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The Day I Was Diagnosed as Being Totally Tubular – or How I Learned to Love RTA

Have I mentioned how much I dislike the urology practice to which I go?  No?  Probably because if I get on a roll about it, I won’t stop.  Let’s just say that today did  nothing to redeem this practice in terms of how much faith I have in them.


So today was my post-surgical follow up visit after stones were removed from my kidneys.  The stones were analyzed, and they were deemed to be mostly calcium phosphate stones.  After further review of my medical records, the doctor diagnosed me with a disease called Renal Tubular Acidosis.  It sounds way more fun than I think it’s actually going to be.  When I hear “tubular”, I think waves and sand and sun kissed surfers with white blonde hair and a six pack (abdominal and liquid).  Apparently, this is not the case.

I have more tests to go through over the next few weeks, but I think the most important test that lies ahead of me is the test of my courage at finding another urology practice.  I hate starting over with new doctors, and there is a big part of me that thinks if I stay on top of my care with this office, I can negate any potential damage the incompetence of the staff will cause (like today, when I walked in, and they wanted to know about taking my stent out.  Ummm, you mean the one I took out myself after 48 hours, as instructed?).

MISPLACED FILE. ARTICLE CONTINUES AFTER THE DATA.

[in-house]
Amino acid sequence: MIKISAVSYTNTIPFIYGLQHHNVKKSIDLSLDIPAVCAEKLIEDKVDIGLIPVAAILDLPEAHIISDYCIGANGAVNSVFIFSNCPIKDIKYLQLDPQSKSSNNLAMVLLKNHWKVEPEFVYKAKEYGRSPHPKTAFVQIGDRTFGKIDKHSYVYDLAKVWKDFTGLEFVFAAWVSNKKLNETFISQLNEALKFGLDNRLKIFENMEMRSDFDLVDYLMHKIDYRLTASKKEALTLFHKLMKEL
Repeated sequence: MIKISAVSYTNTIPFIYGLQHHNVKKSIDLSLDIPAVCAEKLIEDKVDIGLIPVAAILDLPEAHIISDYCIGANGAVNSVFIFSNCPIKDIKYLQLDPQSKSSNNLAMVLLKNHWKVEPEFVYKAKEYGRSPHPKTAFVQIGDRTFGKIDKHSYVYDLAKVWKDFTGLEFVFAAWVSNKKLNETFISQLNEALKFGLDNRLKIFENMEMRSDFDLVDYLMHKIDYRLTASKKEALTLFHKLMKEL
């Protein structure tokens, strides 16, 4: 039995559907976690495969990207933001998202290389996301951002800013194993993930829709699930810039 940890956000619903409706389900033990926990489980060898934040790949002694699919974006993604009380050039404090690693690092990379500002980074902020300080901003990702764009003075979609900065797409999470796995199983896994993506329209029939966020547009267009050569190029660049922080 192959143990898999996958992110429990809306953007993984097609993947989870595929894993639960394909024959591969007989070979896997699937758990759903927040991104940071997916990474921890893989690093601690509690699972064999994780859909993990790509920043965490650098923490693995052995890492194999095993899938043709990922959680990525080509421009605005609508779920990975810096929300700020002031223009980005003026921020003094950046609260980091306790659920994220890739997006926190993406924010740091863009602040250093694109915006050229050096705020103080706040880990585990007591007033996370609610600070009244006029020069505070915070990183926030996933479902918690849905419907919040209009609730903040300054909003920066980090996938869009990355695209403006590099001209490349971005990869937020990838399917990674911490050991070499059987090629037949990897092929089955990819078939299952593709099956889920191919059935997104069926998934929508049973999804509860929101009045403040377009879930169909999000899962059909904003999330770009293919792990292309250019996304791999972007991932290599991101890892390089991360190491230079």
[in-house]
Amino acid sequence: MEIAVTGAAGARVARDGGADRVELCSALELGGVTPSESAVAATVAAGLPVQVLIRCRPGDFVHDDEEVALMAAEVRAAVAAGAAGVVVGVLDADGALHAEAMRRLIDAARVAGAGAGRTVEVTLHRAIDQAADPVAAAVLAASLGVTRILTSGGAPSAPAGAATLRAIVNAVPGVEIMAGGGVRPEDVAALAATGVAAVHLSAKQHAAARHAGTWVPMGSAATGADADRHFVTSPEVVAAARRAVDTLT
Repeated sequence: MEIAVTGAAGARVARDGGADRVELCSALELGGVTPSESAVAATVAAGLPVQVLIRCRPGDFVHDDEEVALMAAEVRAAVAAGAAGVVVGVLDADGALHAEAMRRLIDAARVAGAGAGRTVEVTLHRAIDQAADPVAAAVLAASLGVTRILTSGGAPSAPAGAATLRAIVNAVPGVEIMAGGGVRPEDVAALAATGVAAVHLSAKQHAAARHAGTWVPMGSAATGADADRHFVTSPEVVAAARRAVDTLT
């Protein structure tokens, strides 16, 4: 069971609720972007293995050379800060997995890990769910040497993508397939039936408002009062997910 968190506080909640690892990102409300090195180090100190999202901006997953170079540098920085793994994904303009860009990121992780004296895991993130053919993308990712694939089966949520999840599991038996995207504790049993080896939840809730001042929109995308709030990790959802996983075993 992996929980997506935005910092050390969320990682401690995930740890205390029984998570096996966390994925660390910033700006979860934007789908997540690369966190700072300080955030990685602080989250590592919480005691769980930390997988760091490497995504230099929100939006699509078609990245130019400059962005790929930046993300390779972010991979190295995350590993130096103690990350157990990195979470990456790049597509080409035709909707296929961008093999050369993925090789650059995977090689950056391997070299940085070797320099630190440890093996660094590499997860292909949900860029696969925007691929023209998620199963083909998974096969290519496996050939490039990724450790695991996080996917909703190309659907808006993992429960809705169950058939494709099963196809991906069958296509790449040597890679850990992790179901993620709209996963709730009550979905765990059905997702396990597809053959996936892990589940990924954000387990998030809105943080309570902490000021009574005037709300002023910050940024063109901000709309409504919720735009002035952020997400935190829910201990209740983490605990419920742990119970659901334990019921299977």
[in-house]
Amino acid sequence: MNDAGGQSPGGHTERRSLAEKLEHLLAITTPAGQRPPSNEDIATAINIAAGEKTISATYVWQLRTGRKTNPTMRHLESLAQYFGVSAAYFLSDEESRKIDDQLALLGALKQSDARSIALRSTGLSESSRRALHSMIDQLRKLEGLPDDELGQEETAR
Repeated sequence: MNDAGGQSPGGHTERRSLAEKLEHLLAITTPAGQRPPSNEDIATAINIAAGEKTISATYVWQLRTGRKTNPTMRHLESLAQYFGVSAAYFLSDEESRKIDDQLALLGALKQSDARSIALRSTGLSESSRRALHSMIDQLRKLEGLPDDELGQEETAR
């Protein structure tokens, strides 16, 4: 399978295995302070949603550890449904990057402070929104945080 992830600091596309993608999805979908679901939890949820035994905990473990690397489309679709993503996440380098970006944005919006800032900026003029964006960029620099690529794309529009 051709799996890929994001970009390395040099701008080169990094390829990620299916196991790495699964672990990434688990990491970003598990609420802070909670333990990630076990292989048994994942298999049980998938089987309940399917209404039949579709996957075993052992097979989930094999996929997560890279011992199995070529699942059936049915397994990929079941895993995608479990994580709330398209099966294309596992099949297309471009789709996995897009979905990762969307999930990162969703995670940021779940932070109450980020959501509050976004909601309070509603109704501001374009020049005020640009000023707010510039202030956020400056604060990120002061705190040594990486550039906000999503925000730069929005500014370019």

While untreated, this disease can lead to total kidney failure, I had a really awesome sign that made me feel so much better about the way things will go.  My dad, who died from renal failure as a complication of his diabetes, loved Tiny Tim from the Charles Dickens story “A Christmas Carol”.  I grew up loving the story, and even now, I will watch every version I can find over the Christmas holidays.  Driving home from the urologist, worried about this new diagnosis, I started furiously Googling to see what information I could find that the doctor didn’t give me (which, by the way, was none).  I found this:

One researcher has theorized that Charles Dickens may have been describing a child with RTA in the character of Tiny Tim from A Christmas Carol. Tiny Tim’s small stature, malformed limbs, and periods of weakness are all possible consequences of the chemical imbalance caused by RTA.1 In the story, Tiny Tim recovers when he receives medical treatment, which would likely have included sodium bicarbonate and sodium citrate, alkaline agents to neutralize acidic blood. The good news is that medical treatment can indeed reverse the effects of RTA.

Pretty sure it was a sign from my dad.

And on that note –